Acceptance and Commitment Therapy

ACT is an orientation to behavior change and well-being that is based on functional contextualism as a philosophy of science, and behavioral and evolutionary science principles as expanded by RFT. As such, it is not a specific set of techniques or a specific protocol. ACT methods are designed to establish a workable and positive set of psychological flexibility processes in lieu of negative processes of change that are hypothesized to be involved in behavioral difficulties and psychopathology including:

  • cognitive fusion -- the domination of stimulus functions based on literal language even when that process is harmful,
  • experiential avoidance -- the phenomenon that occurs when a person is unwilling to remain in contact with particular private experiences and takes steps to eliminate the form or diminish the frequency of these events and the contexts that occasion them, even when doing so causes psychological harm
  • the domination of a conceptualized self over the "self as context" that emerges from perspective taking and deictic relational frames
  • lack of values, confusion of goals with values, and other values problems that can underly the failure to build broad and flexible repertoires linked to chosen qualities of being and doing
  • inability to build larger and larger unit of behavior through commitment to behavior that moves in the direction of chosen values

Technologically, ACT uses both traditional behavior therapy techniques (defined broadly to include everything from cognitive therapy to behavior analysis), as well as others that are more recent "3rd wave" methods, and those that have largely emerged from outside the behavior tradition, such as cognitive defusion, acceptance, mindfulness, values, and commitment methods.

Last reviewed: 2023

Intended Outcomes:

  • To teach participants to use acceptance as a way to deal with negative thoughts, feelings, symptoms, or circumstances
  • To encourage increased commitment to healthy, constructive activities that uphold your values or goals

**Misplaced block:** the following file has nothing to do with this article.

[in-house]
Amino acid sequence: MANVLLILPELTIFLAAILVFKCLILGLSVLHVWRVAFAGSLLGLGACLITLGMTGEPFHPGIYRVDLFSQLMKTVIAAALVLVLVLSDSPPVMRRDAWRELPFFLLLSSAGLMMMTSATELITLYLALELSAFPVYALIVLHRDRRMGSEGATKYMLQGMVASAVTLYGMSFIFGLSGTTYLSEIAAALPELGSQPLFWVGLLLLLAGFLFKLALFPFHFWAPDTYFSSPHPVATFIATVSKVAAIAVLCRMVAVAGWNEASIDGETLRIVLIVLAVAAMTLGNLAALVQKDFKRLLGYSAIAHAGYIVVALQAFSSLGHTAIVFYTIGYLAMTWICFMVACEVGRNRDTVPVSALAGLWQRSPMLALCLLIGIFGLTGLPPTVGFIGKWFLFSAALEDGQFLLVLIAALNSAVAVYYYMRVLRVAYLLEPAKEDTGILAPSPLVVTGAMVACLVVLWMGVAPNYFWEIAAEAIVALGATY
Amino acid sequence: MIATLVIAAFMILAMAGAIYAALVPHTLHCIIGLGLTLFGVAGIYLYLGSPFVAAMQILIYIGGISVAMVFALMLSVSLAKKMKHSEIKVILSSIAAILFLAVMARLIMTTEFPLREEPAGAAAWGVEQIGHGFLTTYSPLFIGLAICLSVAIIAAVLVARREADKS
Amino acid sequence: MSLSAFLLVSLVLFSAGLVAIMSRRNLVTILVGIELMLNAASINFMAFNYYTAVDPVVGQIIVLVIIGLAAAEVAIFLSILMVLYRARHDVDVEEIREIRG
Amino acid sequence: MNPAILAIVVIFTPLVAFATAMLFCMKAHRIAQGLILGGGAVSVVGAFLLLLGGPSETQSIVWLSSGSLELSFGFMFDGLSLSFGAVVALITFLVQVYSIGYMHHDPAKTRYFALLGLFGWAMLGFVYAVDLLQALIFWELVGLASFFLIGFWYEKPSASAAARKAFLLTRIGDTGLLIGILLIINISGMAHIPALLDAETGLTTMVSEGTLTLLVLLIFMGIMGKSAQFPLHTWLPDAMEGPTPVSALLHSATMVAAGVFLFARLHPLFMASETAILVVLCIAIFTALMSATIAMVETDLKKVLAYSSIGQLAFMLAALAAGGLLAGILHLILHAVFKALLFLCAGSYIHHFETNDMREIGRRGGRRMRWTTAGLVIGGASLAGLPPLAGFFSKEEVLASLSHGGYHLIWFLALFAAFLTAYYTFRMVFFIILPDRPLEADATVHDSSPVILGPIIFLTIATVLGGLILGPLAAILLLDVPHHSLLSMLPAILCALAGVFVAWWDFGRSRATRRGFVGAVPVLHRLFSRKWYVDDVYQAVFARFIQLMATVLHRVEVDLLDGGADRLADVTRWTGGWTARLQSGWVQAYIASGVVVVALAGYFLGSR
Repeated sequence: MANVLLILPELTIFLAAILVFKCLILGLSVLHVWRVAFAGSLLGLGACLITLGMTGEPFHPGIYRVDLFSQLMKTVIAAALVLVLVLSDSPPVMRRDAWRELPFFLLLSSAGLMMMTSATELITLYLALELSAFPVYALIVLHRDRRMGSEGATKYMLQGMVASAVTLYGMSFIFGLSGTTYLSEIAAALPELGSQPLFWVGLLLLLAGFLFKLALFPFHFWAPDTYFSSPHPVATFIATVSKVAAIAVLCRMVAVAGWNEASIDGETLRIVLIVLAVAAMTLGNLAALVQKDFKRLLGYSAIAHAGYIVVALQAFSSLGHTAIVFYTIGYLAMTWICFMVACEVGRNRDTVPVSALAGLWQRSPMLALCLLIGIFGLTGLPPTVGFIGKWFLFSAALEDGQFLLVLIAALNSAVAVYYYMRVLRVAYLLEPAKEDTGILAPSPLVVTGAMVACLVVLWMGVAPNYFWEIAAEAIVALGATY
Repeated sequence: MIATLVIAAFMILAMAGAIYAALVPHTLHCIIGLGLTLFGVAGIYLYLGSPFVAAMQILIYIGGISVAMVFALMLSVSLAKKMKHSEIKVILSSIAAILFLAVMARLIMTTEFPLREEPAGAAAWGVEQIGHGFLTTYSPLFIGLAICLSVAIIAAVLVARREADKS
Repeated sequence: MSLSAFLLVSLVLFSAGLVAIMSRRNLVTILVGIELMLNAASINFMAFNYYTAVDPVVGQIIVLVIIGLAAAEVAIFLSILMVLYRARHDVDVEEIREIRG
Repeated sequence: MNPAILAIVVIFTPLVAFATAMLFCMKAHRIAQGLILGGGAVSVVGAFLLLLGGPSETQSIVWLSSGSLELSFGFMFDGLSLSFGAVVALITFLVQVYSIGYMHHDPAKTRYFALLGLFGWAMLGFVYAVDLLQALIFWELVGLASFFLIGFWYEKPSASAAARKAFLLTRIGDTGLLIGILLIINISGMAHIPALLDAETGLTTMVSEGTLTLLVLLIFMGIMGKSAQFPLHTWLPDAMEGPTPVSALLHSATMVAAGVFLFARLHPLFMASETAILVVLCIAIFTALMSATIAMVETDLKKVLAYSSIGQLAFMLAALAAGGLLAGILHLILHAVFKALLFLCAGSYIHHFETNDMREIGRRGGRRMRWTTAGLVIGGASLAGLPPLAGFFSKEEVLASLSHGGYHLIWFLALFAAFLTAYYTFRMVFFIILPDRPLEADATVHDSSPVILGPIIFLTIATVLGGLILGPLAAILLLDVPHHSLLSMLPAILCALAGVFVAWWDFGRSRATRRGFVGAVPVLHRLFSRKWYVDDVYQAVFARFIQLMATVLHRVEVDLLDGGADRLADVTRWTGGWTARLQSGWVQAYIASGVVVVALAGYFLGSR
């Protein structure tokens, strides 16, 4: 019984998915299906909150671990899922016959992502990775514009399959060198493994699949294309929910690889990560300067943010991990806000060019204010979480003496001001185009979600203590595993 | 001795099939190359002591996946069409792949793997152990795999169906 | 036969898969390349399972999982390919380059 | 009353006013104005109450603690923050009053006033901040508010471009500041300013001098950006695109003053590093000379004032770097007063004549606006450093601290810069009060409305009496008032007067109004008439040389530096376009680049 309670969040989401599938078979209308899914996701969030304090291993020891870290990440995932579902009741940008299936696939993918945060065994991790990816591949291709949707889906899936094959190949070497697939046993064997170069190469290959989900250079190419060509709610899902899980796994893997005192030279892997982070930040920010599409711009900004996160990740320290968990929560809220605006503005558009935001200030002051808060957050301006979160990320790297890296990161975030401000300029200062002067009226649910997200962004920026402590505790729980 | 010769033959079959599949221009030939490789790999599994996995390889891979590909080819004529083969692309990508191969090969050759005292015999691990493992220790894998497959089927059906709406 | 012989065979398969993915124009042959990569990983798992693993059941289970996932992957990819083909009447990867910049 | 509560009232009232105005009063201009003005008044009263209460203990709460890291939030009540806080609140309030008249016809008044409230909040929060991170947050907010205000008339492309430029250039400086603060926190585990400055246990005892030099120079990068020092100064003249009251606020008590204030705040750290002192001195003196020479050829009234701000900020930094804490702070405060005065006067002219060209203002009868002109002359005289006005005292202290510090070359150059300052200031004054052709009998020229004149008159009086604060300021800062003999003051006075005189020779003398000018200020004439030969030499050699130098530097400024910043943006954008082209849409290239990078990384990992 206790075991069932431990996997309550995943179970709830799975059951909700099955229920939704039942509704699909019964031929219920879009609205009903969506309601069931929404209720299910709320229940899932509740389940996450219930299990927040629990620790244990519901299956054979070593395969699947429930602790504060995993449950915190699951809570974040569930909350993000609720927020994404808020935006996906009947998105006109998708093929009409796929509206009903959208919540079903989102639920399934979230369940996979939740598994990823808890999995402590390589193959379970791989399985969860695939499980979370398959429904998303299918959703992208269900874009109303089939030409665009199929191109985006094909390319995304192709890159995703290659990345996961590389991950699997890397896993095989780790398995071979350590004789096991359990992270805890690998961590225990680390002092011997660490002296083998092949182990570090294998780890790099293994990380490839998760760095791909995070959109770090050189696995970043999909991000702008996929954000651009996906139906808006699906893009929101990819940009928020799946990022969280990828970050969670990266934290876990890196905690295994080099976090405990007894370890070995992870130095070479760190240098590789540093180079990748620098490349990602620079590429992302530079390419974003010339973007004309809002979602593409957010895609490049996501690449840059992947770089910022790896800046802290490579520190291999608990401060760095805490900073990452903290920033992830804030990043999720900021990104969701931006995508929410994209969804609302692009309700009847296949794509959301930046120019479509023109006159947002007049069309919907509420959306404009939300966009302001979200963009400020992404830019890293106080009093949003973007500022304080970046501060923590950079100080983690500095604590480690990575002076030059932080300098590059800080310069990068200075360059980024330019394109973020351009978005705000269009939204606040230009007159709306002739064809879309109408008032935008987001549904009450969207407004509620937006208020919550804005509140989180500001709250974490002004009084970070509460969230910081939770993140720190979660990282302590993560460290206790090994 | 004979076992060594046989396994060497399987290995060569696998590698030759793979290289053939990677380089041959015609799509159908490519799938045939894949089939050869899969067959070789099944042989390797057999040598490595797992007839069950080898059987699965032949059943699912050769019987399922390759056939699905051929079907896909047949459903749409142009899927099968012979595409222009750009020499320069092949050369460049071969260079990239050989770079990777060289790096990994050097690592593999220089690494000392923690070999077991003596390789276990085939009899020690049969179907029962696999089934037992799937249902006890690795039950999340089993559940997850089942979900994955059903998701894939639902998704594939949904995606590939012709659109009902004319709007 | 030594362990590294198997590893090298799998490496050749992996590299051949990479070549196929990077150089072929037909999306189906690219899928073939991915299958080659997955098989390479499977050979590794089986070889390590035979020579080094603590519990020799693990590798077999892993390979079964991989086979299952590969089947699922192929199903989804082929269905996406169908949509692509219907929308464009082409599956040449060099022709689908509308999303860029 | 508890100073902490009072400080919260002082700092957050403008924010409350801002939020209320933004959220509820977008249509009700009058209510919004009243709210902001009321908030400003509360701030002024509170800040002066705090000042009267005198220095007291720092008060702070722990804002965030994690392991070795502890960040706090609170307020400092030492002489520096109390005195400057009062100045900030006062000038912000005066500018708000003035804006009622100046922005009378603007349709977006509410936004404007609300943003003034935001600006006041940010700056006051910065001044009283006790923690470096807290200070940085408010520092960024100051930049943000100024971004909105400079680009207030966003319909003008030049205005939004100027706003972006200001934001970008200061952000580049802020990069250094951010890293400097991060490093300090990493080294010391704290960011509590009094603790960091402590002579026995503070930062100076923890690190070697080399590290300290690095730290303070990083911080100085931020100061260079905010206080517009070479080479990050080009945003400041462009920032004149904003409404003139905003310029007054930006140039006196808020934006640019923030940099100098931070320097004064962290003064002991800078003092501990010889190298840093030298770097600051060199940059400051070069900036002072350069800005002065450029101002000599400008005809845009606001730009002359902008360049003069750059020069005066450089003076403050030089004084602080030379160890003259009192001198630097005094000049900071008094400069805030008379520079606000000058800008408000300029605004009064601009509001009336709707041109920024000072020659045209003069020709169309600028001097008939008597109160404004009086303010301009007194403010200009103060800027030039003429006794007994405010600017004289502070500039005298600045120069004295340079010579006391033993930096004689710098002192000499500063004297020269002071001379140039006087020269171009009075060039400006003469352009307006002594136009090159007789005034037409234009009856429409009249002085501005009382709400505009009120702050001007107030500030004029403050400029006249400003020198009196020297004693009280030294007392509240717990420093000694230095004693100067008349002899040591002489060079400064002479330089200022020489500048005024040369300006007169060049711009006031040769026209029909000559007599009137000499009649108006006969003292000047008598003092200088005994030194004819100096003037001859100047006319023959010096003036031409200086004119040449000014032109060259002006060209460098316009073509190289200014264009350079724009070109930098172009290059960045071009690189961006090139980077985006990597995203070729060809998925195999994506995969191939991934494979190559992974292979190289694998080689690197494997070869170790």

Continuum of Care:

Topic Areas:
Anxiety, Depression, Substance Use

Adult (25+), Childhood (4-12), Teen/Adolescent (13-18)

Geographic Locations:
Rural, Urban

Delivery Settings:

Cultural Considerations:
A balanced amount of the research involved diverse populations

Adults with depression and some research to support effectiveness for other mental health conditions

Licensed Mental Health Professional


Is Training Required?
Yes, see developer info

Who can provide the required training?
Association for Contextual Behavioral Science

Program Costs (materials, training, etc.):
Yes, refer to program website

Program/Practice Website:

Relevant Published, Peer-Reviewed Research:

Simon, E., essen, S., Lambert, A., & Muris, P. (2020;2019;). Challenging anxious cognitions or accepting them?: Exploring the efficacy of the cognitive elements of cognitive behaviour therapy and acceptance and commitment therapy in the reduction of children’s fear of the dark. International Journal of Psychology, 55(1), 90-97.

Puolakanaho, A., Lappalainen, R., Lappalainen, P., Muotka, J. S., Hirvonen, R., Eklund, K. M., Ahonen, T. P. S., & Kiuru, N. (2018;2019;). Reducing stress and enhancing academic buoyancy among adolescents using a brief web-based program based on acceptance and commitment therapy: A randomized controlled trial. Journal of Youth and Adolescence, 48(2), 287-305.

Brahim, T., Bouzgarrou, S., & Guedria, A. (2021). Acceptance commitment therapy for preschool children : A pilot study. European Psychiatry, 64(S1), S495-S495.

Glover, N. G., Sylvers, P. D., Shearer, E. M., Kane, M., Clasen, P. C., Epler, A. J., Plumb-Vilardaga, J., Bonow, J. T., & Jakupcak, M. (2016). The efficacy of Focused Acceptance and Commitment Therapy in VA primary care.Psychological Services, 13(2), 156-161.

Additional Sources:

Promising rating

WV Rating:
»WV Ratings Info

Rationale for Rating:

Well supported by research for individuals over the age of 16 for PTSD, depression, anxiety; Promising for 7-15 year olds for phobias and anxiety; not enough evidence to rate for individuals under the age of 7 years old.

Other Registries/Ratings

The California Evidence-Based Clearinghouse for Child Welfare:
Well-Supported by Research Evidence

Blueprints for Healthy Youth Development:
Not On Registry

Clearinghouse for Military Family Readiness:
Not On Registry

Office of Juvenile Justice and Delinquency Prevention Model Programs Guide:
Not On Registry

Washington State Institute for Public Policy:
Found on the registry. See link for more information.

Washington State Institute for Public Policy Registry Link: